WFP Activities
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WFP has been in Yemen since 1967. WFP’s emergency operation is aiming to reach 5 million people in 2013 with 229,000 metric tons of food commodities at a cost of US$249 million. Efforts will focus on three main areas:

•    Delivering emergency food assistance to 3.5 million food insecure and vulnerable people and cash transfers to another 400,000.

•    Delivering food assistance to 600,000 people either displaced by conflict or adversely affected by strife in the country.

•    Providing preventative nutrition support for 325,000 children under two, nutrition treatment for 200,000 children under five, and nutrition support for 157,00 pregnant and nursing mothers.

WFP’s nutrition response is focused on the five coastal governorates—Aden, Hajja, Hodeidah, Lahz, Taiz —where 50 percent of Yemen’s malnourished children live. 
In addition to the year-long emergency operation, WFP will continue to implement other existing programmes; including the delivery of innovative take-home rations for school girls, the provision of food assistance to refugees from the Horn of Africa, and the management of the UN’s Humanitarian Air Service.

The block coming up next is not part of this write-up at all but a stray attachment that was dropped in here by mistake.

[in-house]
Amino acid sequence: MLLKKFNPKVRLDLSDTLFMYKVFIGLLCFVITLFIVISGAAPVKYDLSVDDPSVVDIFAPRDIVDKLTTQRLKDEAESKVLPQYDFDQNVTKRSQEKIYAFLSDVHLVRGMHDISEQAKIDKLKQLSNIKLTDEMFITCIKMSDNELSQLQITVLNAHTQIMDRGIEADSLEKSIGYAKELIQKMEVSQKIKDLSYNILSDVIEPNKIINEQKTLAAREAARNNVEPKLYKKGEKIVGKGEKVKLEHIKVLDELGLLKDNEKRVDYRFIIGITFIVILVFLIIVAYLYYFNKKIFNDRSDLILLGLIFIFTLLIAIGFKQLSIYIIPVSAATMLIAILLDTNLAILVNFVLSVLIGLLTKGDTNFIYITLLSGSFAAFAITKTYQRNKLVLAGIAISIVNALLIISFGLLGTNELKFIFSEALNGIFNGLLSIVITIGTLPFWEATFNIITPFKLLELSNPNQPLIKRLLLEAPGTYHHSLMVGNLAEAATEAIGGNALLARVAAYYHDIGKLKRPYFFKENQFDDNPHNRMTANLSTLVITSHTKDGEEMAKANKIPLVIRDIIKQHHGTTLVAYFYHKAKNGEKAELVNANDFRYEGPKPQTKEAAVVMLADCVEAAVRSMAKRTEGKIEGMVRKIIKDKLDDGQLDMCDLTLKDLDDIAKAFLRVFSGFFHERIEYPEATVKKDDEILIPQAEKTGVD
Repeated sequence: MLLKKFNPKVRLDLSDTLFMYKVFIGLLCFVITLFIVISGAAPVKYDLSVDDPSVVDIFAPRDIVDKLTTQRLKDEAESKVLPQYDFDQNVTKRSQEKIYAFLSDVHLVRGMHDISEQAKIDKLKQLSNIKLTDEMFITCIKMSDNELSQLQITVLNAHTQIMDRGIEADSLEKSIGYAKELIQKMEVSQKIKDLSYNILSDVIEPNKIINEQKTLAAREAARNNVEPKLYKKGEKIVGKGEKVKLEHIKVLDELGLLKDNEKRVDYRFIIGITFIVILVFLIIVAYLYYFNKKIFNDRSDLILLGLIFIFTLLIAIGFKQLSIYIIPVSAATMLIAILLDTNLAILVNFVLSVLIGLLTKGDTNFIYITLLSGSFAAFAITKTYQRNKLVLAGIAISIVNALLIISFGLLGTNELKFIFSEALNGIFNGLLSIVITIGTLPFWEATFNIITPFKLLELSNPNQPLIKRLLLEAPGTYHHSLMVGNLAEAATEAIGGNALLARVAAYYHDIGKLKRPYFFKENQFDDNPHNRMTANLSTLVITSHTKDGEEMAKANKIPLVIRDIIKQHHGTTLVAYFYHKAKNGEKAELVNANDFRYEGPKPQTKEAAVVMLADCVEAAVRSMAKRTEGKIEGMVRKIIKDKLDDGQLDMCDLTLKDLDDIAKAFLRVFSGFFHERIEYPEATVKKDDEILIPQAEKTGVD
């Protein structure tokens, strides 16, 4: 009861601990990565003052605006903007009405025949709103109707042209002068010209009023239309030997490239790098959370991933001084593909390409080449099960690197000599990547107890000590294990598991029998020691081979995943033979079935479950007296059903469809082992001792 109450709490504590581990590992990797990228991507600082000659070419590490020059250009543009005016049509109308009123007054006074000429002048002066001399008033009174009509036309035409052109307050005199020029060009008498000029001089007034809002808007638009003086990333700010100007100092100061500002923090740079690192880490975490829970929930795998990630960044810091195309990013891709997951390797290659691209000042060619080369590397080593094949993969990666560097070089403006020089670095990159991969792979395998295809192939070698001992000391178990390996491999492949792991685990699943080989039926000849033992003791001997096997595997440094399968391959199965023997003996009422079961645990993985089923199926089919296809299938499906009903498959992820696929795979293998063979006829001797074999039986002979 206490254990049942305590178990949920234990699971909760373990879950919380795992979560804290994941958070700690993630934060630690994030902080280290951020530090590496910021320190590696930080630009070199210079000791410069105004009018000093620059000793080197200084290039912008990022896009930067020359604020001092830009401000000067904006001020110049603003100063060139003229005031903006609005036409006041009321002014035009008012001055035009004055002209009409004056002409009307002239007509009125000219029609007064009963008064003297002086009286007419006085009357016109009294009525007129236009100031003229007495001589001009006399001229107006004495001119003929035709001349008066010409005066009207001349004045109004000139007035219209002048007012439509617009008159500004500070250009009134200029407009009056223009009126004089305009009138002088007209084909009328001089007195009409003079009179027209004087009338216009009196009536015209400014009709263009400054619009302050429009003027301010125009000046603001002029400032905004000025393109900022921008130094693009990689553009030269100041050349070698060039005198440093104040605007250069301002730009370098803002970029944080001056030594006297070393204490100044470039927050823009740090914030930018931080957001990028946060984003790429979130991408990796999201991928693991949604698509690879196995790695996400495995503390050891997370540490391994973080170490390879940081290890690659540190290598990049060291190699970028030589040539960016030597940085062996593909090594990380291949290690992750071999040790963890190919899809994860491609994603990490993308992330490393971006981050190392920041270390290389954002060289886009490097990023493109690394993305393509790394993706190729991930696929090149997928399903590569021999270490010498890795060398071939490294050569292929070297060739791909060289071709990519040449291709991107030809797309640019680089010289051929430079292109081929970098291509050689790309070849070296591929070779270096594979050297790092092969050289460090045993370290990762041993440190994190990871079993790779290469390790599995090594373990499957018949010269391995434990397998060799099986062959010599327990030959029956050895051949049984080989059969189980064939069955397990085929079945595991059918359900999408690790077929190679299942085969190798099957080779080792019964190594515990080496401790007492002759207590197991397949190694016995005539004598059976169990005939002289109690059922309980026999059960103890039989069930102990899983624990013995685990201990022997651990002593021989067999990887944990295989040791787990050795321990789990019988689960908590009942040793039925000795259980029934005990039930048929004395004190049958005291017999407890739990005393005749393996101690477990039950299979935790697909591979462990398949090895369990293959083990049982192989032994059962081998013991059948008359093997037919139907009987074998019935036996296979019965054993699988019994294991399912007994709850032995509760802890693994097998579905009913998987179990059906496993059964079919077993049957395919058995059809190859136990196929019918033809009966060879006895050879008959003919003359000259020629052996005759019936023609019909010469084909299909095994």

WFP’s efforts to respond to the Yemen crisis continue to face several hurdles, including a challenging funding environment, increased food and fuel prices, and insecurity. The total cost of all WFP operations in 2013 is US$257 million. In the beginning of September, WFP's emergency operation in Yemen was 70 percent funded until the end of 2013 at a shortfall of US$80 million.

Want to support WFP activities in Yemen? Visit the Hunger Relief Fund

WFP Offices
Donors - 2014 ($US)
Donors - Directed contributions
Multilateral contributionsUS$ 6,289,304
USA61,153,963
Germany13,831,259
Japan10,000,000
European Commission8,155,102
Canada6,283,663
Finland2,051,984
Australia1,855,288
Switzerland1,667,307
UN CERF1,499,301
Private Donors482,787
Luxembourg343,879
Republic of Korea300,000
Threats to food security
  • High food prices
  • Political instability
  • Population displacement
  • Environmental degradation
  • Influx of refugees